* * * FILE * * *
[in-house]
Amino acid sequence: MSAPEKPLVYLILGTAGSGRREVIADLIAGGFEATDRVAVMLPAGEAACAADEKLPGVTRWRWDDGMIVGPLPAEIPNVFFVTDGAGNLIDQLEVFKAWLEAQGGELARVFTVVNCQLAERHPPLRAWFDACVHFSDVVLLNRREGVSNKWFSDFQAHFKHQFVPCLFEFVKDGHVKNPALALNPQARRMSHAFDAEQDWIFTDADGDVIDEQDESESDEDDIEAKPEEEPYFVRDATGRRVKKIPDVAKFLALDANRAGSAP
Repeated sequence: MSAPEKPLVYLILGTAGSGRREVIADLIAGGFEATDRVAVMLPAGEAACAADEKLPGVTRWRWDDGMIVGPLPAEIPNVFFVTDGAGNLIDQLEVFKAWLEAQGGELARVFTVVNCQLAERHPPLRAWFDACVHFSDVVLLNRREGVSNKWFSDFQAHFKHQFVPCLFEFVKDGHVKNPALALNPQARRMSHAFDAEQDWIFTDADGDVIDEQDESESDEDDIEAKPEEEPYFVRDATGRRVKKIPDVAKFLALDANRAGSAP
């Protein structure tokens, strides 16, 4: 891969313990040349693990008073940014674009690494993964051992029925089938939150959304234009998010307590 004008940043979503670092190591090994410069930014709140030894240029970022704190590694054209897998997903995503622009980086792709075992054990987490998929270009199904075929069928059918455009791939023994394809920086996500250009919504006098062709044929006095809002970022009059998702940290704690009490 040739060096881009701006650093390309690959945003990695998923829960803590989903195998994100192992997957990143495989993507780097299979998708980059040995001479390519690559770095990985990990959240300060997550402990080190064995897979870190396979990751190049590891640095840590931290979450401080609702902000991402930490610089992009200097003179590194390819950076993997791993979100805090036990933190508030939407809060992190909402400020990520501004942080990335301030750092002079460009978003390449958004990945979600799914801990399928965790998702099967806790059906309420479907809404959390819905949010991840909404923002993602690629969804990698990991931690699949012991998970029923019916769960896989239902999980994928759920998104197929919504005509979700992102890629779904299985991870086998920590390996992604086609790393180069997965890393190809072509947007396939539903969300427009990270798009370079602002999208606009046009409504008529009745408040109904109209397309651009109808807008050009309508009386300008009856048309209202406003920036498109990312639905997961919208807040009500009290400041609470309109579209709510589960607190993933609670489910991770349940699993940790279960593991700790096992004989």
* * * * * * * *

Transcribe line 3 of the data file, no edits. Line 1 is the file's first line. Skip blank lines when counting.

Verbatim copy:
Repeated sequence: MSAPEKPLVYLILGTAGSGRREVIADLIAGGFEATDRVAVMLPAGEAACAADEKLPGVTRWRWDDGMIVGPLPAEIPNVFFVTDGAGNLIDQLEVFKAWLEAQGGELARVFTVVNCQLAERHPPLRAWFDACVHFSDVVLLNRREGVSNKWFSDFQAHFKHQFVPCLFEFVKDGHVKNPALALNPQARRMSHAFDAEQDWIFTDADGDVIDEQDESESDEDDIEAKPEEEPYFVRDATGRRVKKIPDVAKFLALDANRAGSAP